The mortgage markets have been on a bumpy ride the last five years; are the latest numbers from the Mortgage Bankers Association, though, a positive sign?
Mortgage applications rose 4.8 percent last week to their highest level since May 2010, according to the Mortgage Banker Association’s (MBA) latest Weekly Mortgage Applications Survey. Meanwhile, conventional mortgages hit their highest mark since 2009, refinancing activity remained quite strong and interest rates retained their historic lows.
Do any of those stats, though, point to a more inclusive mortgage marketplace? After all, the vast majority of mortgages (82 percent, in fact) still require credit scores of at least 700, and though a recent survey on lender sentiments tracked a big jump in lender confidence, the mortgage markets remain tricky for many consumers.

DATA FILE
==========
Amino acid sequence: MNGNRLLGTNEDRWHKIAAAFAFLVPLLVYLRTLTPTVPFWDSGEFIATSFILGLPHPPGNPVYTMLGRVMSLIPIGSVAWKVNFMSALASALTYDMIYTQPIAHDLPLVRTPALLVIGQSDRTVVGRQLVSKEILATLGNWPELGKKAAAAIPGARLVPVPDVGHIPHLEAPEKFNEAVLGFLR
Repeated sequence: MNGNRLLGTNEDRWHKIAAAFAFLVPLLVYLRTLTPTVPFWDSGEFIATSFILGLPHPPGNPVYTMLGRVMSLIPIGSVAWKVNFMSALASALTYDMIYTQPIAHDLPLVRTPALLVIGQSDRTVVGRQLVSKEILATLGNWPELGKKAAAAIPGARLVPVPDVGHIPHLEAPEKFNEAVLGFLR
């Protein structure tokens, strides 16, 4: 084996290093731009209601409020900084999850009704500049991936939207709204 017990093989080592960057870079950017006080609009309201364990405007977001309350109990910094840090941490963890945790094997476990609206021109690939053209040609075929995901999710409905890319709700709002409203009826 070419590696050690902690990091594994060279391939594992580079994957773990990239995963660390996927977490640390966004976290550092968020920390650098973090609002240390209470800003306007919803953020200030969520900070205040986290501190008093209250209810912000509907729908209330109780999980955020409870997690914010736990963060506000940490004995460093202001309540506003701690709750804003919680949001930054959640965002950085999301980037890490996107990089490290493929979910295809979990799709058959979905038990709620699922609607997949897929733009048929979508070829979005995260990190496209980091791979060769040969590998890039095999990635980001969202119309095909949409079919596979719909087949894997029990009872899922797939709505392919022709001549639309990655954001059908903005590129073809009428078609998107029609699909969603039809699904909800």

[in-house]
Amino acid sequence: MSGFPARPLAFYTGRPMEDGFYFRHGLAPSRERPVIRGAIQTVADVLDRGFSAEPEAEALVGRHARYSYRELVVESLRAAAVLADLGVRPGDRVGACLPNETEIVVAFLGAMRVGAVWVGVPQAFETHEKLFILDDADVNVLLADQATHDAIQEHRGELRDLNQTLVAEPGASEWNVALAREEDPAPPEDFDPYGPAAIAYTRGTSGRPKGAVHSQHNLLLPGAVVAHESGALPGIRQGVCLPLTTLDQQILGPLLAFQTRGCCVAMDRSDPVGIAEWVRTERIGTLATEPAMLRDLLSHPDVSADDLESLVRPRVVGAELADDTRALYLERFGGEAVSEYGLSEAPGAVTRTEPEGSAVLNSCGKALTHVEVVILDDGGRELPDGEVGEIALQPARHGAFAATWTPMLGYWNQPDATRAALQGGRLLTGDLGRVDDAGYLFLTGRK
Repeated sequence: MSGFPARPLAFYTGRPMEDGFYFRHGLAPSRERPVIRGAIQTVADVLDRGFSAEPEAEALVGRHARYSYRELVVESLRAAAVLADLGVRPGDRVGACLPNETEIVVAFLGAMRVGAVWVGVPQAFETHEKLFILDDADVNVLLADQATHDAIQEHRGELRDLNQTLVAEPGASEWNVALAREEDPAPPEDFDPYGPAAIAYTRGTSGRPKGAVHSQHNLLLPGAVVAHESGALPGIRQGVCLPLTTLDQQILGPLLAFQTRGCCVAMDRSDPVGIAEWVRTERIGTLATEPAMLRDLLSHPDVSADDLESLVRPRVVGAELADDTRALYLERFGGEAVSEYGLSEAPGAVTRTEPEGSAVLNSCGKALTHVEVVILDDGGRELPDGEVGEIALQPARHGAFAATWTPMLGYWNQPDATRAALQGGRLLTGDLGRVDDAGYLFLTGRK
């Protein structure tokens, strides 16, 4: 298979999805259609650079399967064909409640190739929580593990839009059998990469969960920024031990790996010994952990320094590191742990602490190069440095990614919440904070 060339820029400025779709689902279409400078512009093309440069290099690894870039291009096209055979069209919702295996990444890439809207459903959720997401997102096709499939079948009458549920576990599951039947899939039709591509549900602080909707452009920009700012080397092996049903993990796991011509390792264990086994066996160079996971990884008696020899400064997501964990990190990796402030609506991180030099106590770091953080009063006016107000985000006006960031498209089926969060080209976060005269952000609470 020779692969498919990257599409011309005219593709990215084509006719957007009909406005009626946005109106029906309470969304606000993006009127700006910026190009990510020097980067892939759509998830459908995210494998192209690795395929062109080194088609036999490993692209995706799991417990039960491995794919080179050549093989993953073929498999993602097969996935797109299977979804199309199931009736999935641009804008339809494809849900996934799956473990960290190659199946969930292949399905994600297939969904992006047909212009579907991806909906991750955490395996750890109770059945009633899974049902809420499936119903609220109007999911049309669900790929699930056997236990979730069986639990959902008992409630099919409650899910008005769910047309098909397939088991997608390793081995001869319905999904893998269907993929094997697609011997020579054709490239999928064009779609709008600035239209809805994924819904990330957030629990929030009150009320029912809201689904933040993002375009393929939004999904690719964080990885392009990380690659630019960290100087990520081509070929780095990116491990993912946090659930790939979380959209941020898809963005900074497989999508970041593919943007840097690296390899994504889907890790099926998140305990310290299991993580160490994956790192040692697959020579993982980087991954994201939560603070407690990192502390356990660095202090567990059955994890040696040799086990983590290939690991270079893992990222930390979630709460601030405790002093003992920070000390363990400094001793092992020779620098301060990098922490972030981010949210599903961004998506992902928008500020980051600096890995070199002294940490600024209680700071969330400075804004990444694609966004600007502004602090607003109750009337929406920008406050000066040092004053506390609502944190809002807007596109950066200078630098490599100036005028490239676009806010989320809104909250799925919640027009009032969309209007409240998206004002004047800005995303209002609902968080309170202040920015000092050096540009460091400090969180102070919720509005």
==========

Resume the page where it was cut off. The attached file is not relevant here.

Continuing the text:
Katie Buitrago, the senior policy and communications associate for the Chicago-based Woodstock Institute, said that any comparison to the 2010 mortgage markets signify only incremental progress, considering 2010 was, in its own right, a year of tight lending standards as well.
“I still think its’s a pretty challenging market to get a mortgage,” Buitrago said, adding that the average credit scores for Fannie Mae and Freddie Mac-guaranteed loans are in excess of 760.
For a fuller look at the MBA’s latest mortgage survey, see our infographic below.